Falstaff wrote:
b) "paper gold" which you can buy and it is held somewhere else. You get some form of "receipt" saying you own some "Gold". Presumably this is what you can "Now keep in a sipp" ?

This latter is reckonned to be "Gold" held by many to the tune of several times the entire world stock of physical gold and as such cannot actually exist in a way that you can actually touch it or take it home with you.

What a wonderful idea. I suggest we call it "banking".

Falstaff



Joined: 27 May 2009
Posts: 1014

PostPosted: Tue Feb 17, 15 9:04 am    Post subject: Reply with quote    

Hairyloon wrote:
Falstaff wrote:
b) "paper gold" which you can buy and it is held somewhere else. You get some form of "receipt" saying you own some "Gold". Presumably this is what you can "Now keep in a sipp" ?

This latter is reckonned to be "Gold" held by many to the tune of several times the entire world stock of physical gold and as such cannot actually exist in a way that you can actually touch it or take it home with you.

What a wonderful idea. I suggest we call it "banking".


You are exactly right HL - "paper gold" is following the exact same route that the "Goldsmiths" took in pre-history.

The route which caused "(B)ankers" to write on their receipts "I promise to pay the bearer the sum of £1" or similar.

However, amusing though the gullibility of the masses might be, most people, told they have bought an ounce of gold, believe that and could get quite upset when they realise they have bought absolutely nothing at all, but have paid for it as though it was really an ounce of gold !

john of wessex



Joined: 18 Jun 2007
Posts: 2111

PostPosted: Tue Feb 17, 15 9:07 am    Post subject: Reply with quote    

Do you have to keep it in a pension?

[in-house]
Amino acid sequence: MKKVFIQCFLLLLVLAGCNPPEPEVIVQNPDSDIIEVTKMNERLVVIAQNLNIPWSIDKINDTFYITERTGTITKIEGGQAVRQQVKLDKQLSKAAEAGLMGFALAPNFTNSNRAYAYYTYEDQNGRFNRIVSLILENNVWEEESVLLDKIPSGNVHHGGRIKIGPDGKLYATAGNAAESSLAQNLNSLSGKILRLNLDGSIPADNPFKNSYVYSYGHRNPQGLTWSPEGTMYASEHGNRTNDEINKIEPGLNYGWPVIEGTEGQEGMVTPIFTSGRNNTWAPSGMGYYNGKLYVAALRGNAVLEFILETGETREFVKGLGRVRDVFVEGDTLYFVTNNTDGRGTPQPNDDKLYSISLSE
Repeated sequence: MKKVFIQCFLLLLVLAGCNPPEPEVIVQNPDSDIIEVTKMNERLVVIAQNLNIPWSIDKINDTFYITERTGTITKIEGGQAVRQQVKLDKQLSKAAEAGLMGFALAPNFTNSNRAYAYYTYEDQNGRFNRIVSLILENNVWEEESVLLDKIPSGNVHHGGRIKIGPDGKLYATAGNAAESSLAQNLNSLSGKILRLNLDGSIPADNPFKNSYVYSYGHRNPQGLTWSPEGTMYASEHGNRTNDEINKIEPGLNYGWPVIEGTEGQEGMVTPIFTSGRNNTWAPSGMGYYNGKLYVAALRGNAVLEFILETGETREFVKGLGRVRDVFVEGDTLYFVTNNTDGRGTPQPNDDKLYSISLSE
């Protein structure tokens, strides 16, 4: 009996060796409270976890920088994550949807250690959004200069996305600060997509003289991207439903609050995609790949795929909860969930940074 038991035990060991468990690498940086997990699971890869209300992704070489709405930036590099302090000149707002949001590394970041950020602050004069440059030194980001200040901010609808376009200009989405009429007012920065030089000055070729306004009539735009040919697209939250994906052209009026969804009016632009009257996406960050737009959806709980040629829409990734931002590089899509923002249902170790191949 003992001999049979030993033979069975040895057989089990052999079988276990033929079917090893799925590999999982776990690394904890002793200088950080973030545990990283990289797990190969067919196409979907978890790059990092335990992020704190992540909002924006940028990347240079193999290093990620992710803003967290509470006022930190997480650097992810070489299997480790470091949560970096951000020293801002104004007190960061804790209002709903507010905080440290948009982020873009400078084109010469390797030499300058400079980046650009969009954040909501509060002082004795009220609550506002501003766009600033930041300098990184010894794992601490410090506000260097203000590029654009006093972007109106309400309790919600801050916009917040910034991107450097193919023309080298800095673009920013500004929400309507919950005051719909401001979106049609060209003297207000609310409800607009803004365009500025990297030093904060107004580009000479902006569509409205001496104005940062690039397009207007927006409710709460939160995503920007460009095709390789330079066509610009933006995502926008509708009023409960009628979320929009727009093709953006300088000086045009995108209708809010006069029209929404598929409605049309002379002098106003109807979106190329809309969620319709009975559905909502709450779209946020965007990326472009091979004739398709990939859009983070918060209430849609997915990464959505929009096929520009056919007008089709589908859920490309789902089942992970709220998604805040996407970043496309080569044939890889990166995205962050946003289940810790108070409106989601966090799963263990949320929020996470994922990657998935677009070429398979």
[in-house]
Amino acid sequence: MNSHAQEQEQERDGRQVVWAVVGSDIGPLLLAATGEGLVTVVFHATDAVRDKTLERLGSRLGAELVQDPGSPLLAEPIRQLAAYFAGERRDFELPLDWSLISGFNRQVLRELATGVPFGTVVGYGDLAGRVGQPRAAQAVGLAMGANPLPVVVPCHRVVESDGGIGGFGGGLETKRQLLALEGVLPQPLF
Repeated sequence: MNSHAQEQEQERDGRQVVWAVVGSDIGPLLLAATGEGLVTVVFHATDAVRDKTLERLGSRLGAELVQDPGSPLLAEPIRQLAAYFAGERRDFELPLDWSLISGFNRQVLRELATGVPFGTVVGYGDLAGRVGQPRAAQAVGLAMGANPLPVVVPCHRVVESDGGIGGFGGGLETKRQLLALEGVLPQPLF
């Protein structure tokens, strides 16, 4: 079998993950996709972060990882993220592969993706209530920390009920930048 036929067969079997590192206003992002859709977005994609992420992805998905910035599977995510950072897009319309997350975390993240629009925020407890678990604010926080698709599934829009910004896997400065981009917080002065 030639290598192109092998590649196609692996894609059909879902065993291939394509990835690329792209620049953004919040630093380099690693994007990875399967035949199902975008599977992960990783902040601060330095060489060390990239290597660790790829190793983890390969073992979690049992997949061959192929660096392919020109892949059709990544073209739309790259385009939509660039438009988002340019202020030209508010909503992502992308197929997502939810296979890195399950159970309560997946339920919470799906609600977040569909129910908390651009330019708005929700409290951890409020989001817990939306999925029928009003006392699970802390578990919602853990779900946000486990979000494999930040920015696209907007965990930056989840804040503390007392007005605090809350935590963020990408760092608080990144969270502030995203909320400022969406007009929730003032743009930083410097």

The reason I ask is that given current low rates you might be better off either paying off existing debts/mortgages or keeping it outside a pension to use as needed.

Bear in mind that while you wont get tax relief on it, if you get to pension age & then use it to buy an annuity part of the annuity will be treated as a refund of capital so not taxed, unlike an annuity bought via your pension.

Also the fees charged by many investment managers are huge and can wipe out any profits made.

Failing that there are a lot of community renewable schemes eg Abundance Generation

https://www.abundancegeneration.com/

vegplot



Joined: 19 Apr 2007
Posts: 21297
Location: Ynys Môn
PostPosted: Tue Feb 17, 15 9:40 am    Post subject: Reply with quote    

Is this the type of restricted invested that keeps your retirement funds in the hands of financiers rather than say art, property, or some other tangible asset?

Falstaff



Joined: 27 May 2009
Posts: 1014

PostPosted: Tue Feb 17, 15 10:19 am    Post subject: Reply with quote    

vegplot wrote:
Is this the type of restricted invested that keeps your retirement funds in the hands of financiers rather than say art, property, or some other tangible asset?


When we start thinking thoughts like that vp - like why do banks charge 20% odd interest on a credit card but can only pay 0.5% interest on savings ?

It takes us down lines of thought which lead to dark places !

Logically the Savers should lend direct to those who need money and charge an interest rate around the 10% mark perhaps ?

But we are not allowed to do that because we're not "Regulated"

We have just had to "bale out" those who ARE Regulated due to their fraudulent actions and greed and we are now going through the throws of "austerity" as our punishment for Not being "in the club"